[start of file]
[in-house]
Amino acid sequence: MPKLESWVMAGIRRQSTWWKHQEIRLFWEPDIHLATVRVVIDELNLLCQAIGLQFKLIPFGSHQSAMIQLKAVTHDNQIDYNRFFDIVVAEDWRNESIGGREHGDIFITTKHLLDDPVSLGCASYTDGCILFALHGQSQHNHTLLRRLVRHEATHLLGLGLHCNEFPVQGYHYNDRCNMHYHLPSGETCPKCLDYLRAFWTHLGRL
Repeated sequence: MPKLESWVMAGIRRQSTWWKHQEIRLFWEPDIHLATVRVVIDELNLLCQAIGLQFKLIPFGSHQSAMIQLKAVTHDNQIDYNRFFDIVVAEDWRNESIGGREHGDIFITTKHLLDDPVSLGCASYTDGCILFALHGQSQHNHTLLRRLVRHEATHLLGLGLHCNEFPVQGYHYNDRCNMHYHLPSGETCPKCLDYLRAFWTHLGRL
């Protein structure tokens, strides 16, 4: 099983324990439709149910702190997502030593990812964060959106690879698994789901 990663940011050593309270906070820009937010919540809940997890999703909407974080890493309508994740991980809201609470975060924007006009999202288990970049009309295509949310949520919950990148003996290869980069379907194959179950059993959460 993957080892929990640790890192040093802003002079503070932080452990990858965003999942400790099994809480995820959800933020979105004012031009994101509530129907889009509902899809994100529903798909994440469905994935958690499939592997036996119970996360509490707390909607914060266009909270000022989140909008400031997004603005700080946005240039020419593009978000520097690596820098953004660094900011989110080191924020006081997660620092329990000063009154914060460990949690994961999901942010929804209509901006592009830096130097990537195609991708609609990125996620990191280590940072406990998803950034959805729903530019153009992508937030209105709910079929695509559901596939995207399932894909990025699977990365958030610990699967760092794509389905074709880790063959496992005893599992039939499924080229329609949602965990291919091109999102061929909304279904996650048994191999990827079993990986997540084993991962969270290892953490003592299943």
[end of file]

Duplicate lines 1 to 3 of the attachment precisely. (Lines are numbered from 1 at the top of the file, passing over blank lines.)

[in-house]
Amino acid sequence: MPKLESWVMAGIRRQSTWWKHQEIRLFWEPDIHLATVRVVIDELNLLCQAIGLQFKLIPFGSHQSAMIQLKAVTHDNQIDYNRFFDIVVAEDWRNESIGGREHGDIFITTKHLLDDPVSLGCASYTDGCILFALHGQSQHNHTLLRRLVRHEATHLLGLGLHCNEFPVQGYHYNDRCNMHYHLPSGETCPKCLDYLRAFWTHLGRL
Repeated sequence: MPKLESWVMAGIRRQSTWWKHQEIRLFWEPDIHLATVRVVIDELNLLCQAIGLQFKLIPFGSHQSAMIQLKAVTHDNQIDYNRFFDIVVAEDWRNESIGGREHGDIFITTKHLLDDPVSLGCASYTDGCILFALHGQSQHNHTLLRRLVRHEATHLLGLGLHCNEFPVQGYHYNDRCNMHYHLPSGETCPKCLDYLRAFWTHLGRL